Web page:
In the following, all trees are finite trees.

First a lemma:

**Lemma 1.** Let $T$ be a tree, and $f:T\to T$ be an automorphism of this tree. Then, either there exists a vertex of $T$ fixed by $f$, or there exist two vertices of $T$ mutually mapped to each other by $f$.

*First proof of Lemma 1.* We prove Lemma 1 by strong induction over the number of vertices of $T$. Here is the induction step:

Let $ v_0$ be a vertex of $T$ which has only one neighbour (such a vertex clearly exists). The automorphism $ f$ maps it to a vertex $ v_1$ which also has only one neighbour. This vertex is, in turn, mapped to a new vertex $ v_2$ which also has only one neighbour. And so on, until we find an $ n$ such that $ v_n=v_0$. Consider this $n$.

WLOG assume that our tree $T$ has more than two vertices (else, Lemma 1 is trivial). Then, if we remove the vertices $v_0$, $v_1$, ..., $v_{n-1}$ from $T$, we are still left with a tree; denote this tree by $T^{\prime}$. (The only thing we need to care about is that this tree is nonempty, but if it is empty, then every vertex of $ T$ must have had one neighbour only, meaning that $ T$ is the tree on two vertices.)

The automorphism $f$ of $T$ restricts to an automorphism $f^{\prime}$ of $T^{\prime}$.

Now, apply Lemma 1 to the tree $T^{\prime}$ with the automorphism $f^{\prime}$ instead of the tree $T$ with the automorphism $f$ (here, we use the fact that $T^{\prime}$ is a tree with less vertices than $T$, so we can apply Lemma 1 to it by our induction assumption). Thus the induction step is done, and Lemma 1 is proven.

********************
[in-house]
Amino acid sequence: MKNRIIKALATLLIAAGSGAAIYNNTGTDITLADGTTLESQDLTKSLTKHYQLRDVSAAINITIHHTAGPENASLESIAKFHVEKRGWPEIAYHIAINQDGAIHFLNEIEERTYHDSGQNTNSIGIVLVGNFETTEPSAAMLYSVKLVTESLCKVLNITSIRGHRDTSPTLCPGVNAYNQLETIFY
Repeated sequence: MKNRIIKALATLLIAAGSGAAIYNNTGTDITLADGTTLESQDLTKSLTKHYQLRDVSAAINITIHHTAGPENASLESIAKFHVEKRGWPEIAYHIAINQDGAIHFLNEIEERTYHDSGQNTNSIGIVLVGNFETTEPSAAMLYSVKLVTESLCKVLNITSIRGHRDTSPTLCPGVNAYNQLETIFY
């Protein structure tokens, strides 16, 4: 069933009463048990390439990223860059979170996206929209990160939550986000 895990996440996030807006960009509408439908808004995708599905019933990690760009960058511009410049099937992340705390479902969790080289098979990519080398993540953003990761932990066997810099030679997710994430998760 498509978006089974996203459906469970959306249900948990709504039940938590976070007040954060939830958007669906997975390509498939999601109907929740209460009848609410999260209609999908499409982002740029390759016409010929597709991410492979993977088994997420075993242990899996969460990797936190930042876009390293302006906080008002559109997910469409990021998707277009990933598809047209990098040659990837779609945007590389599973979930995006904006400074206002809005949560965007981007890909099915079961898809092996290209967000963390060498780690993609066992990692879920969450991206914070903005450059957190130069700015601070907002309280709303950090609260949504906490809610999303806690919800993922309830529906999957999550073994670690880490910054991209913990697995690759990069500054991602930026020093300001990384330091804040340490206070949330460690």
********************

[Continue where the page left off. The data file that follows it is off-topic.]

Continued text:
*Second proof of Lemma 1.* Consider the tree $ T$ as a topological space $ X$, and extend $ f$ to an automorphism $ g$ of this space $ X$ (by setting $ g\left(v\right) = f\left(v\right)$ for any vertex $ v$ of $ T$, and extending to each edge by linearity). Then, we want to show that this topological automorphism $ g$ has a fixed point (because if such a fixed point is a vertex of the tree, we get a fixed vertex, while if it is an interior point of an edge, we get a fixed edge). By the Lefschetz fixed-point theorem, this will be immediate once we succeed to show that $ \sum_{k\geq 0}\left( - 1\right)^k\mathrm{Tr}\left(g_*\mid H_k\left(X,\mathbb{Q}\right)\right)\neq 0$. This simplifies to $ \mathrm{Tr}\left(g_*\mid H_0\left(X,\mathbb{Q}\right)\right)\neq \mathrm{Tr}\left(g_*\mid H_1\left(X,\mathbb{Q}\right)\right)$ (because the space $ X$ is $ 1$-dimensional). Now, $ \mathrm{Tr}\left(g_*\mid H_1\left(X,\mathbb{Q}\right)\right) = 0$ (since $ H_1\left(X,\mathbb{Q}\right) = 0$, because $ X$ is contractable), but $ \mathrm{Tr}\left(g_*\mid H_0\left(X,\mathbb{Q}\right)\right)\neq 0$ (because $ H_0\left(X,\mathbb{Q}\right)$ is $ \mathbb{Q}$ (since the space $ X$ has one connected component), and $ g_*$ is an automorphism of $ H_0\left(X,\mathbb{Q}\right)$ (because $ g$ is an automorphism of $ X$)), thus $ \mathrm{Tr}\left(g_*\mid H_0\left(X,\mathbb{Q}\right)\right)\neq \mathrm{Tr}\left(g_*\mid H_1\left(X,\mathbb{Q}\right)\right)$, and we are done.